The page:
One Year After Covid-19, China’s Economy Continues to Grow.

Is There Trouble on the Horizon?

Over a year after the start of the global Covid-19 pandemic, the United States and China continue their competitive sparring for the spot of Earth’s largest economy.  Much has already been said about China’s incredible economic rebound in the final quarter of 2020.  This aim of this month’s blog is to provide a brief review of the industries in China’s economy that are leading the nation’s economic success.  At the same time, there are signs of a coming slow-down in China which will be briefly addressed.

Let’s begin the review by recognizing that China had a very strong first quarter in 2021; GDP rose versus same quarter a year ago by 18.3%.  Adjusting for the 2020 economic impact of the corona virus on China’s economy, this still means that China’s 1st quarter 2021 GDP is more than 12 percent ahead of the same quarter in 2019.  For another comparison point, consider that China’s average quarterly growth rate between 1989 and 2019 was 9.4 percent.  12 percent quarterly growth is a big deal.

China’s economic growth has historically come from three key areas:

  • Increasing affluence and market demands, especially among younger, urban consumers
  • A consistently positive balance of trade (although China has had to face increasing resistance to this over the last few years)
  • Government infrastructure investment 

A review of the leading Chinese industries, ranked by estimated percentage growth for 2021, reveals what will be required to continue growth.  Similar requirements will have to be achieved throughout China’s economy if growth at the Q1, 2021 level is to continue. 


Industry Revenue



Factors that Drive Future Growth
Passenger Rail Transport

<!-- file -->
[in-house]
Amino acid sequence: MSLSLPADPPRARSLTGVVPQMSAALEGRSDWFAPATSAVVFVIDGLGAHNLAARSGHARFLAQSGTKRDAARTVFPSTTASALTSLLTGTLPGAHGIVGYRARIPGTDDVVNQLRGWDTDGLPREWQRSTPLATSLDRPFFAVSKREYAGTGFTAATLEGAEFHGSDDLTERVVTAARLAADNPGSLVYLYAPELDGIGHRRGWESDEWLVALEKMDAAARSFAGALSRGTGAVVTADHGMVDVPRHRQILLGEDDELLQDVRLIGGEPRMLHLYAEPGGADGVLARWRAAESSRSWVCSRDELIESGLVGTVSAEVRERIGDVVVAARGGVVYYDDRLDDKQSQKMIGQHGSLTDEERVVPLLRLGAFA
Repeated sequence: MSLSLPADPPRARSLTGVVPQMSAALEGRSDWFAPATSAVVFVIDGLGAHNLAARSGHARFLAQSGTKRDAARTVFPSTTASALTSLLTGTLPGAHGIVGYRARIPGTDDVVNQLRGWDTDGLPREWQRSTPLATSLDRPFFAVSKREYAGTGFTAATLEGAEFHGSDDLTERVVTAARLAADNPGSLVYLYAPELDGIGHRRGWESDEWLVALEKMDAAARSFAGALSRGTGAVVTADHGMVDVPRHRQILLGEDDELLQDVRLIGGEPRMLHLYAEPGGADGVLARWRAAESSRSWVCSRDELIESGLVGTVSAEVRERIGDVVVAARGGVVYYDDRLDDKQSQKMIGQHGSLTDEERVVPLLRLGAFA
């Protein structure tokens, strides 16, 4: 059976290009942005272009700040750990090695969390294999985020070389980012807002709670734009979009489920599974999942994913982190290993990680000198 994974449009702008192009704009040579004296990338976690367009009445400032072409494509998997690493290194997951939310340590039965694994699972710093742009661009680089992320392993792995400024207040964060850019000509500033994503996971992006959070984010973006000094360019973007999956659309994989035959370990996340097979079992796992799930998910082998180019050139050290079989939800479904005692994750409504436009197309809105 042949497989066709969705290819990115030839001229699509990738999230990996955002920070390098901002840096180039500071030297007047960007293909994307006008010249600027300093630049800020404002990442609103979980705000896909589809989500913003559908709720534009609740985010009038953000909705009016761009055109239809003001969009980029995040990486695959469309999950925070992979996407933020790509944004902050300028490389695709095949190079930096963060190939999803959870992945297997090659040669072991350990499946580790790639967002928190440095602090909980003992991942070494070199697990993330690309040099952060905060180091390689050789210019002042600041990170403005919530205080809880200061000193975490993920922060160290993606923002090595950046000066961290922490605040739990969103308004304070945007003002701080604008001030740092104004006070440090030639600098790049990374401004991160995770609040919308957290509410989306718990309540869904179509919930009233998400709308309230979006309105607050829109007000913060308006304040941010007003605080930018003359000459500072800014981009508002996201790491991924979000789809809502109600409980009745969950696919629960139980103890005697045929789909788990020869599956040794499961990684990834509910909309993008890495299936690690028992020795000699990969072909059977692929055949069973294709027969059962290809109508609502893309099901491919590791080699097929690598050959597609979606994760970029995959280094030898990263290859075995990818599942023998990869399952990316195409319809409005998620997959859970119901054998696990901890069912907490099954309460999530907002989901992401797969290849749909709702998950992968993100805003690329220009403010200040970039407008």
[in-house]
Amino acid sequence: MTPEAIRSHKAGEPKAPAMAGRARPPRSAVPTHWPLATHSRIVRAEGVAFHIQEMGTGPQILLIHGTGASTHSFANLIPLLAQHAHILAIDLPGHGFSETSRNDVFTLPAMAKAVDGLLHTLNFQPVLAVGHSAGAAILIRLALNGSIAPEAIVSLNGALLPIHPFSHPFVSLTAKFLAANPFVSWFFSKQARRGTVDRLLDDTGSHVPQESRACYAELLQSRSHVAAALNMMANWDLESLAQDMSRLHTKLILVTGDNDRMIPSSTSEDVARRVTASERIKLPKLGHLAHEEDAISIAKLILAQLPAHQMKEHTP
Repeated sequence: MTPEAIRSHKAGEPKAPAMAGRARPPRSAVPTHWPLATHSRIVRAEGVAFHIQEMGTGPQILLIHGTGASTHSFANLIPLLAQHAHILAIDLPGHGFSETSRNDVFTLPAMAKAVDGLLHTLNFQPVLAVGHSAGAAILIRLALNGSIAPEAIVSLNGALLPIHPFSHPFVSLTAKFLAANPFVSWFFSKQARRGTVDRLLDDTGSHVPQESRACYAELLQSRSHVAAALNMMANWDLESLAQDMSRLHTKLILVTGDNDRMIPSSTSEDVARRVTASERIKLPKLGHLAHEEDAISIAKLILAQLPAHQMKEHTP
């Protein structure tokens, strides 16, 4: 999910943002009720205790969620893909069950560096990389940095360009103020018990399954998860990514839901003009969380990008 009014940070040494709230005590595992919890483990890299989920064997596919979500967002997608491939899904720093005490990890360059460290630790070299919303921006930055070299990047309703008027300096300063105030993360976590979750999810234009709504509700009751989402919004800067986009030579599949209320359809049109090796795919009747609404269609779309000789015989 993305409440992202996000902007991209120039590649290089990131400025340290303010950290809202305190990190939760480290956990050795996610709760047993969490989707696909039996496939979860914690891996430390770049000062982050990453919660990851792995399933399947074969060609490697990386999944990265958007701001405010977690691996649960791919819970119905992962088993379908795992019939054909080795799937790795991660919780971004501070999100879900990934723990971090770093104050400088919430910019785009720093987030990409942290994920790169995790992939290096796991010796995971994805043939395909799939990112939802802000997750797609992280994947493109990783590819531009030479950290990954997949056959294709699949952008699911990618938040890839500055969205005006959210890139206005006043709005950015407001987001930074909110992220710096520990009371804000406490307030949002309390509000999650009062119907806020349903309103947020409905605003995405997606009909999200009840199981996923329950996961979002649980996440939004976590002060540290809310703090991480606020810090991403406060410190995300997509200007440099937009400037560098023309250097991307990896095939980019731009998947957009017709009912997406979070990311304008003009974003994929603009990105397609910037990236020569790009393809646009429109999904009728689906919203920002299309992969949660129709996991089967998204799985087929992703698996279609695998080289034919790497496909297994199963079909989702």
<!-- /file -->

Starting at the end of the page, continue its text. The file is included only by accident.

• Government investment in railways 
  • Robust demand for passenger railway transport  
  • Increases in operating scale
  • Improvements in structure and quality 
  • Increases in transport capacity 
  • Modernization of railway equipment
Internet Services
  • Significant increase in the number of internet users 
  • Pricing competition will slow industry revenue growth.
  • Growth will attract new industry competitors.  
  • Web portals will continue to play an important role in the industry. 
  • Leading competitors will expand to maintain market share.
  • E-commerce companies continue to improve services
  • Internet penetration continues to increase
  • Customer sentiment is high 
Medical Device
  • Government healthcare policies and export incentives 
  • Exports
  • Continued increases in domestic demand driven by
  • Continued growth in affluence among certain demographics within China.
Toll Road Operations
  • Large government investment and demands for toll roads. 
  • China’s expressway network gradually being completed 
    • Personal demand for road use 
    • auto ownership increasing
    • Expanding tourism sector expands
  • Commercial road uses increasing 

Despite all of the good news, however, there are signs that China’s economy is beginning to slow. Several important KPIs (key performance indicators) follow:

Is the Chinese Economy Cooling Down?


Consumer Price Index:  CPI rose to .9% in April, 2021 versus .4% in March.  Typically, rapid economic expansion can lead to price inflation, which, in the long run, can lead to an economic contraction if the decline in consumer demand results in higher unemployment.

Producer Price Index:  PPI in April, 2021 was 6.8 percent versus 4.4 percent.  Often, an increase in PPI is a precursor to increases in CPI, as wholesalers raise prices to cover manufacturer price increases.  

Balance of Trade:  Chinese imports increased by 43.1 percent in April 2021, versus the same period in 2020, and increased 13 percent over March, 2021 import values.  Obviously, increases in China’s imports. Represent GDP leakage out of the nation’s economy as well as having a significant impact on Chinese manufacturers.  A continuation of this trend could ultimately lead to a reduction in the size of the labor force.

The sources for our research are always listed below. Obviously, data errors will lead to inaccurate summarizing. Before you make decisions, we suggest doing your own due diligence.

Word4Asia occupies a unique niche in the world of consulting to organizations with their eye on China.  We continually keep ‘an eye’ on what is happening in this vital global economy and share our expertise with our clients.  If your plans include work in mainland China, we hope you’ll reach out to us.  We’d enjoy an opportunity to share our over twenty years of active involvement in this fascinating market and country and we’d love to be of service.  To start a conversation, please reach out to Dr. Gene Wood at

All the best!


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